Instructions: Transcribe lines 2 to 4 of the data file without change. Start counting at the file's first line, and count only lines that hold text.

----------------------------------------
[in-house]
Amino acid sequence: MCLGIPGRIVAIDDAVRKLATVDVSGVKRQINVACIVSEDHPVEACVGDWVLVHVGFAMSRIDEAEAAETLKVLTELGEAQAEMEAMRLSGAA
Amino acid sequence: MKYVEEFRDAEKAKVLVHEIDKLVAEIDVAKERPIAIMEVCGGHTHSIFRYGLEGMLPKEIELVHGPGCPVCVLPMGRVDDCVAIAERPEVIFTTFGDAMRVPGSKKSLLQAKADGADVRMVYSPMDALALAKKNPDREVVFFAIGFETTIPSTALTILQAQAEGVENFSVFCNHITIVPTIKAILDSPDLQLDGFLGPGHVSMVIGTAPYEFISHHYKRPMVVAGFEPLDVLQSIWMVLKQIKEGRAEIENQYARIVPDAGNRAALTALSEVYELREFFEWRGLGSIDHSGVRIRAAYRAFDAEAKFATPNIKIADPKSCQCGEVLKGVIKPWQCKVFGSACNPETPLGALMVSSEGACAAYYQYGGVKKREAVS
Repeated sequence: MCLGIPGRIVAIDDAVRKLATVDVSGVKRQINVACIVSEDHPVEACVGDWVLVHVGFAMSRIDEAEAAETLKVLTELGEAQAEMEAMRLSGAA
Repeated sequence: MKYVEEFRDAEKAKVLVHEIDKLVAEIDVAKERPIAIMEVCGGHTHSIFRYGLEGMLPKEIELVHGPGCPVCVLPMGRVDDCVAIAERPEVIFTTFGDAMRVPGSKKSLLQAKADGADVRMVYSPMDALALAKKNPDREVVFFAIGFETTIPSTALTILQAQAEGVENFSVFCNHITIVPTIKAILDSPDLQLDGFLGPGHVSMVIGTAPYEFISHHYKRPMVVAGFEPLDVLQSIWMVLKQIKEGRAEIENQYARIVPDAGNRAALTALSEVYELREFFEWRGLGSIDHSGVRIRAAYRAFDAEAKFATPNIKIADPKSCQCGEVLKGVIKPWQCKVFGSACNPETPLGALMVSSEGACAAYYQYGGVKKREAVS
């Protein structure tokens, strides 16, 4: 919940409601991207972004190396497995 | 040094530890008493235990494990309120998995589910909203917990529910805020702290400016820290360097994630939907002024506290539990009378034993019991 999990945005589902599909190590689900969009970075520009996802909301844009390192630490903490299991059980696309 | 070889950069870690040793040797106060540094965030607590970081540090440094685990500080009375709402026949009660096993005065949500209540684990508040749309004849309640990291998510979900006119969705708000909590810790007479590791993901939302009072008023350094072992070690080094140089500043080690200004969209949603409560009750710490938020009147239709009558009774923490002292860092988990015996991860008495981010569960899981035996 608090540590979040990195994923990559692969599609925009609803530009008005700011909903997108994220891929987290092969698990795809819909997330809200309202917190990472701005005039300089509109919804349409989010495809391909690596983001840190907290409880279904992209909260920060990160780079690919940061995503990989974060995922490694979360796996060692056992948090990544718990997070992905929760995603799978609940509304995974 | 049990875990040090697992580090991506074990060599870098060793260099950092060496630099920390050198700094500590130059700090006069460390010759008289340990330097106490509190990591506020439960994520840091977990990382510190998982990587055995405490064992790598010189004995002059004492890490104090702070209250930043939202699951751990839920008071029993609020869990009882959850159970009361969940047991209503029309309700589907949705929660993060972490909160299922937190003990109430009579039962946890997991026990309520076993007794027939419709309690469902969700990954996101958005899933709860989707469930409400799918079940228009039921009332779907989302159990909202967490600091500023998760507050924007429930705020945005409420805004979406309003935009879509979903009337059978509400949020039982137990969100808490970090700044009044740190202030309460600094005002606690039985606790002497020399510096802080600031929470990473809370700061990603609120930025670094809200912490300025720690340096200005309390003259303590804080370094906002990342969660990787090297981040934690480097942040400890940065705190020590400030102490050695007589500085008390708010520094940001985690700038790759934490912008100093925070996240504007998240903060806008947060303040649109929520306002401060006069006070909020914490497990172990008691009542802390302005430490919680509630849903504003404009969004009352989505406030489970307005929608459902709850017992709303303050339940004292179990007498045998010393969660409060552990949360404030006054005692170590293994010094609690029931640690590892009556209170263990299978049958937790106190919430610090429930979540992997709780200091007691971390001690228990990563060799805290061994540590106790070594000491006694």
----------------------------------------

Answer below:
Amino acid sequence: MCLGIPGRIVAIDDAVRKLATVDVSGVKRQINVACIVSEDHPVEACVGDWVLVHVGFAMSRIDEAEAAETLKVLTELGEAQAEMEAMRLSGAA
Amino acid sequence: MKYVEEFRDAEKAKVLVHEIDKLVAEIDVAKERPIAIMEVCGGHTHSIFRYGLEGMLPKEIELVHGPGCPVCVLPMGRVDDCVAIAERPEVIFTTFGDAMRVPGSKKSLLQAKADGADVRMVYSPMDALALAKKNPDREVVFFAIGFETTIPSTALTILQAQAEGVENFSVFCNHITIVPTIKAILDSPDLQLDGFLGPGHVSMVIGTAPYEFISHHYKRPMVVAGFEPLDVLQSIWMVLKQIKEGRAEIENQYARIVPDAGNRAALTALSEVYELREFFEWRGLGSIDHSGVRIRAAYRAFDAEAKFATPNIKIADPKSCQCGEVLKGVIKPWQCKVFGSACNPETPLGALMVSSEGACAAYYQYGGVKKREAVS
Repeated sequence: MCLGIPGRIVAIDDAVRKLATVDVSGVKRQINVACIVSEDHPVEACVGDWVLVHVGFAMSRIDEAEAAETLKVLTELGEAQAEMEAMRLSGAA